Citizens, one of the simplest Chinese noodle recipes enjoyed by TFD is 葱油拌面 – noodles tossed in scallion oil. Using only the most basic ingredients of noodles, scallions and oil, this is a delicious dish infused with the aroma and flavor of scallion oil (葱油) as well as oyster sauce and soy sauce.
This is a classic street breakfast meal in Taipei, and is enjoyed by millions of Taiwanese with gusto – it is certainly an easy and fragrant dish to add to your own repertoire!
For this dish, fresh Shanghai Noodles are best – in Chinese, they’re called “阳春面.” These are alkaline noodles made with kansui, very similar to ramen noodles. If you’re wondering what kansui is, it’s the ingredient that makes all the noodle magic happen.
The story goes that the unique noodles produced around lake Kan in Inner-Mongolia were attributed to the water from the lake. Modern science has since revealed that the lake is highly alkaline, which is what gives the noodles their unique texture and color.
You can now buy factory produced “kansui” (lake kan water) either in powdered or liquid form. Koon Chun brand labels their product as Potassium Carbonate Sodium Bi-Carbonate.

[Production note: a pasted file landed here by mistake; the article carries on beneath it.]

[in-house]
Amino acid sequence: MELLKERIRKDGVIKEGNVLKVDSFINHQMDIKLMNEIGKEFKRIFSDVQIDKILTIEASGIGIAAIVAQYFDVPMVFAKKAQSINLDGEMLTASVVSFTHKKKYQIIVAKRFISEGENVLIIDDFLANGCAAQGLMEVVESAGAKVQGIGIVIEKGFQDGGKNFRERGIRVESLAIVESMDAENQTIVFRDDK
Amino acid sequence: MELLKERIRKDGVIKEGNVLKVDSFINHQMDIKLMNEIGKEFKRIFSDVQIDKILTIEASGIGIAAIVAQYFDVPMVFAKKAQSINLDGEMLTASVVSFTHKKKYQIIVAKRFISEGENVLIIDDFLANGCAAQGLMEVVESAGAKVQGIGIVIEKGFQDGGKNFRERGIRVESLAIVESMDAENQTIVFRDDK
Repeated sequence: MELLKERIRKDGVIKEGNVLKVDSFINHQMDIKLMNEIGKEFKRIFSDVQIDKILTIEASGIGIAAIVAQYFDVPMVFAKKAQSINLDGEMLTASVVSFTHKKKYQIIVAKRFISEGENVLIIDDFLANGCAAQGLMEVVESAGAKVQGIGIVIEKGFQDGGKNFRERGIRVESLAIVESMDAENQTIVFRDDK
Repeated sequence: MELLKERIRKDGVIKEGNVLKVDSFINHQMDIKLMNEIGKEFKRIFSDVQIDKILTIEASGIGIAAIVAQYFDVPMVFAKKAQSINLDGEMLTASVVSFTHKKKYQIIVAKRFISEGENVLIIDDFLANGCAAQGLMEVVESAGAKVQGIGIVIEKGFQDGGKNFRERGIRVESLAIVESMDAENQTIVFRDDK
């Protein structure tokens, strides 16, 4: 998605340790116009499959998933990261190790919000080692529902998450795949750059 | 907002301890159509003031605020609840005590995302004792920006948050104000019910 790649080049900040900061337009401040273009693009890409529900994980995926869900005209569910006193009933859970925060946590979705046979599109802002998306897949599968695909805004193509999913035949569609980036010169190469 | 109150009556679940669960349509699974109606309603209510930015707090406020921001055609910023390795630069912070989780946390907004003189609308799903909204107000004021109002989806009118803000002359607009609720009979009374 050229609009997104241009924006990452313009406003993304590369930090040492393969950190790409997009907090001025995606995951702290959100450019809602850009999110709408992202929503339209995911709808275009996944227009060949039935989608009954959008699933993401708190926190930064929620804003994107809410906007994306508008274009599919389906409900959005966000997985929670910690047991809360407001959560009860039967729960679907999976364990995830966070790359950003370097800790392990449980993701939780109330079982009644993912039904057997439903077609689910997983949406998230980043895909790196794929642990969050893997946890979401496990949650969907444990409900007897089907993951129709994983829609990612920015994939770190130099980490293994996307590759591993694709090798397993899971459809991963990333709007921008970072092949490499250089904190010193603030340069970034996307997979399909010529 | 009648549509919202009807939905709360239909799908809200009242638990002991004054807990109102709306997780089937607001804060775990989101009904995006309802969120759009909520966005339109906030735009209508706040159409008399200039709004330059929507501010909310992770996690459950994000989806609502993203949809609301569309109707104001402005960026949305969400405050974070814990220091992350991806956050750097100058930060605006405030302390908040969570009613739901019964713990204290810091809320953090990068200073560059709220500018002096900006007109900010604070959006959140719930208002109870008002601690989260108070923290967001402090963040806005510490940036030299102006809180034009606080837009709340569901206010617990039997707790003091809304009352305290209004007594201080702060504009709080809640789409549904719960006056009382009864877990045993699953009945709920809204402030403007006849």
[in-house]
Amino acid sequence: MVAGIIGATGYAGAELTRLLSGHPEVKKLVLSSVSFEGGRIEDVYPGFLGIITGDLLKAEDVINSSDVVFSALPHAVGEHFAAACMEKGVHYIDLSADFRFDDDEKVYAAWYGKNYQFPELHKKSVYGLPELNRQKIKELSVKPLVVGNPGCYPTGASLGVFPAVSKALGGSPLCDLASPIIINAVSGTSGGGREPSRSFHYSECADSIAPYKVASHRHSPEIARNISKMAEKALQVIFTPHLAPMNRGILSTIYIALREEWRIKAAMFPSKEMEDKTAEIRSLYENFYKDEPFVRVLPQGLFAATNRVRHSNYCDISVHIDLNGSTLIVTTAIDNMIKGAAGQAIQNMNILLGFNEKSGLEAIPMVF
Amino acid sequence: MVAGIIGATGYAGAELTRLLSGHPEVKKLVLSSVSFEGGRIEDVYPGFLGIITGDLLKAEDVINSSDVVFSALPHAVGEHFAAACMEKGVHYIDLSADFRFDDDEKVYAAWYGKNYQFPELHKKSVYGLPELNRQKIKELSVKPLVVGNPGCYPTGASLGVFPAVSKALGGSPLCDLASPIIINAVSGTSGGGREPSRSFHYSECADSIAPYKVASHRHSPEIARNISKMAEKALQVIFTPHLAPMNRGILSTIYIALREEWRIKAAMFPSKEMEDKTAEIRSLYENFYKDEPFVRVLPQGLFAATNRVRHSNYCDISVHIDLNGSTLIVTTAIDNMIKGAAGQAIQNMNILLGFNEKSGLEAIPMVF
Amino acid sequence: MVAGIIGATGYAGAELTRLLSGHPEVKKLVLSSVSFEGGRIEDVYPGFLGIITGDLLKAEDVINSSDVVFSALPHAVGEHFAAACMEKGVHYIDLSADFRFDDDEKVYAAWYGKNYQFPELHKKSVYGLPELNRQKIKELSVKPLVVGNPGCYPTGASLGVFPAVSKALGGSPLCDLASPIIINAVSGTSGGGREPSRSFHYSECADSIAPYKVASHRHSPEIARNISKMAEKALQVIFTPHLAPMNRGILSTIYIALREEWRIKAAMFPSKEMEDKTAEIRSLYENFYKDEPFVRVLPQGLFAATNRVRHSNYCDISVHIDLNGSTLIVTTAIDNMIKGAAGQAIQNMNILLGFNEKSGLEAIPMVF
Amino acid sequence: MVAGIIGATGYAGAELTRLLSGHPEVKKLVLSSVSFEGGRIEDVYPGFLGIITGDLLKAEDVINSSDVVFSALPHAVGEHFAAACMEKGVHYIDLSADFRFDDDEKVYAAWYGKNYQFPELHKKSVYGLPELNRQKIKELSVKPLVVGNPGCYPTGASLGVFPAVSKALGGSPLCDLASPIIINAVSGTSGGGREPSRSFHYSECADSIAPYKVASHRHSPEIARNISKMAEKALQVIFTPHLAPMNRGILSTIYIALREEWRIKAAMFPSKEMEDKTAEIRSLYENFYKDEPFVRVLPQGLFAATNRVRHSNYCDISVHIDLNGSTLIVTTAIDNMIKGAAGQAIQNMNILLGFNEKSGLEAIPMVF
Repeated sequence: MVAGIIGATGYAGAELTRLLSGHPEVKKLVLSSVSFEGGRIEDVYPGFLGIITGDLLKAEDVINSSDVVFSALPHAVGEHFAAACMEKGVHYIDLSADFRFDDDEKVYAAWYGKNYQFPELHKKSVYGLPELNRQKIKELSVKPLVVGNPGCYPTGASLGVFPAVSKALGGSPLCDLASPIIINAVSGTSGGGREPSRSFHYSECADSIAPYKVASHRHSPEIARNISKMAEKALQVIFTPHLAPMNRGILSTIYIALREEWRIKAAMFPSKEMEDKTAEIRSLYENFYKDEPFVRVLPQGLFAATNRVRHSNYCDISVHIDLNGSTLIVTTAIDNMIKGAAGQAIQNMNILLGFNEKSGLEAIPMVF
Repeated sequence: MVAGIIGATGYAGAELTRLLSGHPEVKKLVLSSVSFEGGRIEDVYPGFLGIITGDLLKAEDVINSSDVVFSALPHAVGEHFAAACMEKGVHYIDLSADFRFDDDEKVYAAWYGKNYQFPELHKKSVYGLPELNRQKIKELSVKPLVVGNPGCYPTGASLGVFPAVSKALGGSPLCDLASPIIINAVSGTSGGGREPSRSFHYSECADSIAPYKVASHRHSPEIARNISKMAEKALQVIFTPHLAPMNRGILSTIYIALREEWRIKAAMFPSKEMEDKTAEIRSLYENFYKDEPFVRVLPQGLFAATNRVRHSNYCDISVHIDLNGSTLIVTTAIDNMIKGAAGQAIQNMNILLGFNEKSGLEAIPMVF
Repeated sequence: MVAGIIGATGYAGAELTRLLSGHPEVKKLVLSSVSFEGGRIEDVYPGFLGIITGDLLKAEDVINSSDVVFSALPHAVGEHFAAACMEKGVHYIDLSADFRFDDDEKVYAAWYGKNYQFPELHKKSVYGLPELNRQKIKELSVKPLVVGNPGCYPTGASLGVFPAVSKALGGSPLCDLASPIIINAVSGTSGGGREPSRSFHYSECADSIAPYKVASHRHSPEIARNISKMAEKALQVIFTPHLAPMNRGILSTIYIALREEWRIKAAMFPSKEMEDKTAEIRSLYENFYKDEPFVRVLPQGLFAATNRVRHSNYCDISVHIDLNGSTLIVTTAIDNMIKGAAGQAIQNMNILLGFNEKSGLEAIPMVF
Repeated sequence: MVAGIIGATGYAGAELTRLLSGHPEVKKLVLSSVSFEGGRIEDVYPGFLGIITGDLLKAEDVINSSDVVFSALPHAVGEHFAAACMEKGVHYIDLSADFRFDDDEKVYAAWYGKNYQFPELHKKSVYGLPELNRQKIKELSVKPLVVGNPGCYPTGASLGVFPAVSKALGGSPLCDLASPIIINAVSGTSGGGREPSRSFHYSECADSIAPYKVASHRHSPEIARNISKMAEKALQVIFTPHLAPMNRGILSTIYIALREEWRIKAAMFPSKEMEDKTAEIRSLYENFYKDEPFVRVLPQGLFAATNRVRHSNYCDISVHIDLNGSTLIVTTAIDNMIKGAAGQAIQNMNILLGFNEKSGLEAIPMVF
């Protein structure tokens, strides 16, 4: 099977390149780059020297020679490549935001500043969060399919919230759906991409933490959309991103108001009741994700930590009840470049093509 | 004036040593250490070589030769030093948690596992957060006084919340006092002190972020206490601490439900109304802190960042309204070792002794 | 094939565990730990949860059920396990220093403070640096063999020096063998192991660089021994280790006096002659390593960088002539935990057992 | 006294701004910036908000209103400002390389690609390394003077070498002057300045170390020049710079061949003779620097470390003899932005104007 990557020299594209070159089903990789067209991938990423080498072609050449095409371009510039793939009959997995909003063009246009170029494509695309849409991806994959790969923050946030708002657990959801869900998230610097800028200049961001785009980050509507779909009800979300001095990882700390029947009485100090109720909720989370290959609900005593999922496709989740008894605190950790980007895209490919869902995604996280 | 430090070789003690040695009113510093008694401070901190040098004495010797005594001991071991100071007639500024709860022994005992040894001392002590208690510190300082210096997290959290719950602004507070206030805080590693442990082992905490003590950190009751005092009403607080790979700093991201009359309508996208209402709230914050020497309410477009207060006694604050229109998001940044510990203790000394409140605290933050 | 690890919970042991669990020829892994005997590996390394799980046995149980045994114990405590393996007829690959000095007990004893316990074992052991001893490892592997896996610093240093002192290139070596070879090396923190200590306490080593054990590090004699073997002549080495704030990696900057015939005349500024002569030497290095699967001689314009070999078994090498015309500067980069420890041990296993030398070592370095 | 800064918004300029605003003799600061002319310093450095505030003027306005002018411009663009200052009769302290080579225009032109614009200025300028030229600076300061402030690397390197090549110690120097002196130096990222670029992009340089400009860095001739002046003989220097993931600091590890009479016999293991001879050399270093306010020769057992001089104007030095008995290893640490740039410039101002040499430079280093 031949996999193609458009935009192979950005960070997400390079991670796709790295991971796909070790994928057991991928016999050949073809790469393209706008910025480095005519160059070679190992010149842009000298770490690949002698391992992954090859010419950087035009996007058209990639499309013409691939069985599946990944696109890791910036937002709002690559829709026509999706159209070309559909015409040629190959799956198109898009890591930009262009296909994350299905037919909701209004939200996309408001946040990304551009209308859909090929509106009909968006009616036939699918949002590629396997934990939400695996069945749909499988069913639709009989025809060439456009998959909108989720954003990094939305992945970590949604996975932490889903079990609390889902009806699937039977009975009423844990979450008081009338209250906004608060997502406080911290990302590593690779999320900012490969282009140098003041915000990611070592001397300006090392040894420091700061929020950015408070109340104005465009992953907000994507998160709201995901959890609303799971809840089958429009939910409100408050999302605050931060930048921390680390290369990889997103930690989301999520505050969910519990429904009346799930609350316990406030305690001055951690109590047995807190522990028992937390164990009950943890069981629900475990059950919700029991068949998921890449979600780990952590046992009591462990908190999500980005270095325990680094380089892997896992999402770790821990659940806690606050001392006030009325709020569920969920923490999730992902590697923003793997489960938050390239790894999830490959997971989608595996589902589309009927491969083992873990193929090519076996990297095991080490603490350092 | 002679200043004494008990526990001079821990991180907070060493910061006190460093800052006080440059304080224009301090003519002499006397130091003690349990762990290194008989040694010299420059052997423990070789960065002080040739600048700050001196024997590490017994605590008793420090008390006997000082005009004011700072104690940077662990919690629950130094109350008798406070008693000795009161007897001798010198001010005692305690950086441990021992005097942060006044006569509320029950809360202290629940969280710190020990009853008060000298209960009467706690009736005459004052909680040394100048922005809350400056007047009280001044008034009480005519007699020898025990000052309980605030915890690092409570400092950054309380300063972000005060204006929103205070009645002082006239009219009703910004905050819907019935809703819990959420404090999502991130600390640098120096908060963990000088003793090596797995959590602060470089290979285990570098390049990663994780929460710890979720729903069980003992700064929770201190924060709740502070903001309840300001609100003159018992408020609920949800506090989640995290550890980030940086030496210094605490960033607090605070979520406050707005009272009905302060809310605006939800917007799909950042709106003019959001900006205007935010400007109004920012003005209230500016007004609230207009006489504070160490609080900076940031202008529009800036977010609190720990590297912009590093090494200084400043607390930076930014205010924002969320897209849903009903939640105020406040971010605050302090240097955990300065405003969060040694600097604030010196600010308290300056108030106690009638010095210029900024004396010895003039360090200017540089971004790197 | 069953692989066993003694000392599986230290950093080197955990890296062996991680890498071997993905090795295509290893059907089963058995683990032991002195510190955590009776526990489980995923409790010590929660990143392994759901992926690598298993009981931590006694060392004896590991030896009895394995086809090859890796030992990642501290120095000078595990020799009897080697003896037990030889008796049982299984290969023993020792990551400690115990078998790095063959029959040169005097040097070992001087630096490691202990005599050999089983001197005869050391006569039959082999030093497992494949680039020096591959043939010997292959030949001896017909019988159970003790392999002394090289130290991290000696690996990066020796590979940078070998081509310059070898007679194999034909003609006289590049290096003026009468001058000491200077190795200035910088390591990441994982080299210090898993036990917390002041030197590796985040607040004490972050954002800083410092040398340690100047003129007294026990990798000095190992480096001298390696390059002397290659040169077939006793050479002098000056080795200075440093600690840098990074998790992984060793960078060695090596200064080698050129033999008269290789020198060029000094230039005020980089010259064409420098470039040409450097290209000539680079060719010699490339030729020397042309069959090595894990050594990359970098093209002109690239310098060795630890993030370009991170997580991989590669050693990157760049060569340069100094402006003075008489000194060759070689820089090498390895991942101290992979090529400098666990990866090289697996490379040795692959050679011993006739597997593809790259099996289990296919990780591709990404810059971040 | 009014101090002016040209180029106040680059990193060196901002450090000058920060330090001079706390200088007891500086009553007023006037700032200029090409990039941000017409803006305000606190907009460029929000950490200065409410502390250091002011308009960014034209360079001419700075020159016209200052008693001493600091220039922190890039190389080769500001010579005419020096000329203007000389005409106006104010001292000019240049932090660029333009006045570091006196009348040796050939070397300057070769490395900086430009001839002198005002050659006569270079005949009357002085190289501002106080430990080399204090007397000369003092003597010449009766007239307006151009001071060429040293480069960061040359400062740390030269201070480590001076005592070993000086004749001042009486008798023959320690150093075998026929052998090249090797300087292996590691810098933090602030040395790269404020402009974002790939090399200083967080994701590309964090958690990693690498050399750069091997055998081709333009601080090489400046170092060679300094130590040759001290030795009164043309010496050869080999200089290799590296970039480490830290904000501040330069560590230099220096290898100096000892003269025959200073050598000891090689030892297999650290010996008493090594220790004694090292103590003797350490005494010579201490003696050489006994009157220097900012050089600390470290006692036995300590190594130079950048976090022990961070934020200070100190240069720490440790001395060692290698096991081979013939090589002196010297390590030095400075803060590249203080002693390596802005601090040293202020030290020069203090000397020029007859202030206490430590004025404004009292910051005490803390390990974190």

This is a more scientific explanation behind how kansui works: Kansui is a mixture of sodium carbonate and potassium carbonate which form an alkaline solution (pH ~9) when mixed with water. Wheat flour contains a number of compounds called flavones and trans-ferulic acid which are bound to starch and therefore colorless or white.
The addition of an alkaline solution to wheat flour changes the pH of the mixture which in turn detaches these flavones (specifically apigenin glycosides) and trans-ferulic acid from starch and allows their natural yellow color to manifest.
The TFD special touch to this classic recipe is mixing a bit of duck fat in with the oil. I find it adds an incredible savor, but fear not – you can skip it and still have a delicious meal, Citizens! ☺Print
Citizens, please note that I can no longer afford to absorb the nearly $1000 per month it costs to keep the site running smoothly, including marketing expenses, etc.
You can make a difference!
Please consider making a one-time donation to help keep the site live and the posts coming – click here to PayPal Me a tip!
You can also show your support by listening to our podcasts, liking them, and sharing as you see fit – try them out here.
We are sorry that this post was not useful for you!
Let us improve this post!
Tell us how we can improve this post?